Beyond GDP: what do citizens want for Social Europe 2030?

9 December 2009

Sotiria Theodoropoulou, EPC Policy Analyst, asked how far research on defining and measuring well-being can enlighten European social policy-makers’ choices. Recent research argues that defining “social progress” should move ‘beyond GDP’ to focus on ‘quality to life’, an amalgam of objective and subjective factors, and that EU citizens want more ‘social Europe’.

According to EPC research the most important determinants of life satisfaction are: income levels, health satisfaction and job satisfaction. More information is needed on what elements citizens would be prepared to trade off, the most important elements for improving life satisfaction; and what determines life satisfaction for particular groups within the population.

Eric Harrison, Senior Research Fellow, Centre for Comparative Social Surveys, City University, UK, said the European Social Survey (ESS), which is a five-year research project, uses many social surveys to determine citizens’ well-being. The National Accounts of Well-Being research programme which uses ESS date suggests that a sense of ‘well-being’ includes a personal (individual) and societal (community)aspect, such as trust, social cohesion, having local networks and building up ‘social capital’.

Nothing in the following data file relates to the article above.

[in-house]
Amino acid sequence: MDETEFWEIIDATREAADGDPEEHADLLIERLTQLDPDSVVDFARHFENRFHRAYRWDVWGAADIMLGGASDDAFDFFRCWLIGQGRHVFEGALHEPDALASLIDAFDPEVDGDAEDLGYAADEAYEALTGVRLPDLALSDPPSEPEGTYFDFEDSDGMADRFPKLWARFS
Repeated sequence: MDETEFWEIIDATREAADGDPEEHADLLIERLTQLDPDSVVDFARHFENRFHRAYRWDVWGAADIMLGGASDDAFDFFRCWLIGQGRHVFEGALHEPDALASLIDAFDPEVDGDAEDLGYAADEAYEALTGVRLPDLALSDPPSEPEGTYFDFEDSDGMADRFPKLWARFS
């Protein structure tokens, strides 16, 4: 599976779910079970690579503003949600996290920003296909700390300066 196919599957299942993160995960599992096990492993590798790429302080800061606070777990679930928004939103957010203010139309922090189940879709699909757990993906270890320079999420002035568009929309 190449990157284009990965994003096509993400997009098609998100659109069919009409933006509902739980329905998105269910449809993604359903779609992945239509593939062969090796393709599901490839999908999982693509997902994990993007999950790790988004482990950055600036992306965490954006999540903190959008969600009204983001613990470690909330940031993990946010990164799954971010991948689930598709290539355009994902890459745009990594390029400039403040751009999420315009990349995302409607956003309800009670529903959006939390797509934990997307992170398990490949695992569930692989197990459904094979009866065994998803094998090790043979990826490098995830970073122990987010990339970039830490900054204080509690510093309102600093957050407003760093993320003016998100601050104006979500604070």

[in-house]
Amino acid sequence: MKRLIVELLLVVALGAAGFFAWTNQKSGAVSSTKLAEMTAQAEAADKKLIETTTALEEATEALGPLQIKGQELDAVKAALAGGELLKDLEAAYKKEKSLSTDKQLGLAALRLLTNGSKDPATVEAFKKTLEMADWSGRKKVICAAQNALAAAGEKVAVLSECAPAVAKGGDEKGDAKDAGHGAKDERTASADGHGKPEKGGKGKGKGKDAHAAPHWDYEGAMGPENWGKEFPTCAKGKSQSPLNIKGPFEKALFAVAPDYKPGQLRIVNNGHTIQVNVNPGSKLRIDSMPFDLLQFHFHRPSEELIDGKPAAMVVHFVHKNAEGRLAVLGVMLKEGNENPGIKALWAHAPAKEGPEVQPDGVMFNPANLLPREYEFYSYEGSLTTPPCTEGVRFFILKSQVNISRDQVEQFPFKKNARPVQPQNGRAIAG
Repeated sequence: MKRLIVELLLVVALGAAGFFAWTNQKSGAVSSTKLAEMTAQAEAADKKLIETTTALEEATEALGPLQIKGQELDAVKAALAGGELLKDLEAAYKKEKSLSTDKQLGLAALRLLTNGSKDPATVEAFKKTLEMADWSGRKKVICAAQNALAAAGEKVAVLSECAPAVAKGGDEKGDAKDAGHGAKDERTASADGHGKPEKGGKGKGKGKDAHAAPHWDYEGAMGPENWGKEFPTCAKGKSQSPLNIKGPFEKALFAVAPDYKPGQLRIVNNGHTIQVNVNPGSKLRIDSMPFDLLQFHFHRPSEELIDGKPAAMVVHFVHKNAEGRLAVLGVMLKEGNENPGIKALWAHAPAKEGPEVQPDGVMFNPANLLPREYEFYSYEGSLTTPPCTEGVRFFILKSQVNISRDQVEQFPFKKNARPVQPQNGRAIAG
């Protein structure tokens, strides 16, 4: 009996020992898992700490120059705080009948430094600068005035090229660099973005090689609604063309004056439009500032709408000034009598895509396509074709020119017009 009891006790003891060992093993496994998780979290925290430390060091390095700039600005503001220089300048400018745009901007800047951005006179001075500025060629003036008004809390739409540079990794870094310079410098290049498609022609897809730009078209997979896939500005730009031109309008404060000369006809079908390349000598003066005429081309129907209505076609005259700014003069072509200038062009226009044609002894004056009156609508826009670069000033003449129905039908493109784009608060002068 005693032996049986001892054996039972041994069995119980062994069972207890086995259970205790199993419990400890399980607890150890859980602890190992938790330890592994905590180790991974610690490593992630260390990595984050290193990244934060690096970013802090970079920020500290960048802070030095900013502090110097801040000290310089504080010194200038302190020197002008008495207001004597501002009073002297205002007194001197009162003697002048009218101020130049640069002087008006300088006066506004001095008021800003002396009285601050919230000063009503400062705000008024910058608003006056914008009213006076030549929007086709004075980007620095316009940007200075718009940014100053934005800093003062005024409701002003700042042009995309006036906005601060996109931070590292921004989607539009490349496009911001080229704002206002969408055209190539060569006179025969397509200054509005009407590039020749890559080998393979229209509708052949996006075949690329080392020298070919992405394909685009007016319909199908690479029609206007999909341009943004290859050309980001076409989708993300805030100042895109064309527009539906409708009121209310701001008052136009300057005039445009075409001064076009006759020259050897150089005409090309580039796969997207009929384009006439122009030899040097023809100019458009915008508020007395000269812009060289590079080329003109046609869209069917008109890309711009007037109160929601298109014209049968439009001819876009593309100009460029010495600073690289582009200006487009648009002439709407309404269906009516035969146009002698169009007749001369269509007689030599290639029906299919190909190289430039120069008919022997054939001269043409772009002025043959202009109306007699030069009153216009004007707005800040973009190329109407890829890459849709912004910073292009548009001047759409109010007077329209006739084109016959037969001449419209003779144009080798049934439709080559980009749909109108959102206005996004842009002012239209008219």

Antonio Papacostas, European Commission, showed how EU surveys demonstrate that European citizens’ concerns fluctuate over time between unemployment, the economic situation, crime and inflation, but often this does not correspond to the external situation.

Looking at citizens’ hopes and expectations for 2030, two-thirds think life will be more difficult, 55% are very pessimistic, and 54% think it will be difficult to find a job. They expect people to be concerned about the environment, want more social solidarity and want to spend more time with their families. Forty-five percent saw the EU as an important economic, rather than political power.

Conny Reuter, President of the Platform of Social NGOs and Secretary-General of SOLIDAR, took up the ECC survey result mentioned by the first speaker, saying there should be more social Europe as 82 million Europeans live in or at the edge of poverty and 19 million working people earn so little that they also live in poverty.

Many citizens feel insecure about globalisation and the economic crisis, and it seems that policy-makers still focus on growth and jobs, whereas they should take economic, environmental and social sustainability into account. “We need more social, and more Europe”.